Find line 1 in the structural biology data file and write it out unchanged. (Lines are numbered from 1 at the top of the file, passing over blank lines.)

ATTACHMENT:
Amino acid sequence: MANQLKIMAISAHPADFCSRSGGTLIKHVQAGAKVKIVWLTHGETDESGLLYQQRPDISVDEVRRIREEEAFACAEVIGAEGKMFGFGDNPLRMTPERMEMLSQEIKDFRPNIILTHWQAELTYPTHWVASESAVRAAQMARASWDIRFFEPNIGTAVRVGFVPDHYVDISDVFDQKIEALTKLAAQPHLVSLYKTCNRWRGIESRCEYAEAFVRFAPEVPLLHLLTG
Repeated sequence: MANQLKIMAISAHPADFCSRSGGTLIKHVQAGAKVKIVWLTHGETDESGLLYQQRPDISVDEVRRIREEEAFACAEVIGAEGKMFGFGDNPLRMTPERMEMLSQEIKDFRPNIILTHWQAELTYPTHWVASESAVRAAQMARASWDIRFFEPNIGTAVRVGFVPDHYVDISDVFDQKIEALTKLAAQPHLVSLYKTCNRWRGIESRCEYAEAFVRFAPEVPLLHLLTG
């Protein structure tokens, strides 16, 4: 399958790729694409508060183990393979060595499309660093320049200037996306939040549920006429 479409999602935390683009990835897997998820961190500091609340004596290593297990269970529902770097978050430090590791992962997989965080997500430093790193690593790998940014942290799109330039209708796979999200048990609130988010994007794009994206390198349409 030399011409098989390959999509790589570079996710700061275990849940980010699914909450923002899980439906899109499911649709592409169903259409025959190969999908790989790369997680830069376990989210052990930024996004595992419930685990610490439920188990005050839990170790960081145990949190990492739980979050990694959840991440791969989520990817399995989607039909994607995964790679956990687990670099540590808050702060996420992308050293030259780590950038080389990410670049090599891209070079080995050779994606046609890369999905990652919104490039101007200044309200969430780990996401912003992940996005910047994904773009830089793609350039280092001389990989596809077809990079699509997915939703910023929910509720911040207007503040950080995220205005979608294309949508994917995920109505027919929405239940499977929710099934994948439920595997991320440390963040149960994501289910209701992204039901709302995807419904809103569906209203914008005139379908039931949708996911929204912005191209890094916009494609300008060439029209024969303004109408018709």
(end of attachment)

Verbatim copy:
Amino acid sequence: MANQLKIMAISAHPADFCSRSGGTLIKHVQAGAKVKIVWLTHGETDESGLLYQQRPDISVDEVRRIREEEAFACAEVIGAEGKMFGFGDNPLRMTPERMEMLSQEIKDFRPNIILTHWQAELTYPTHWVASESAVRAAQMARASWDIRFFEPNIGTAVRVGFVPDHYVDISDVFDQKIEALTKLAAQPHLVSLYKTCNRWRGIESRCEYAEAFVRFAPEVPLLHLLTG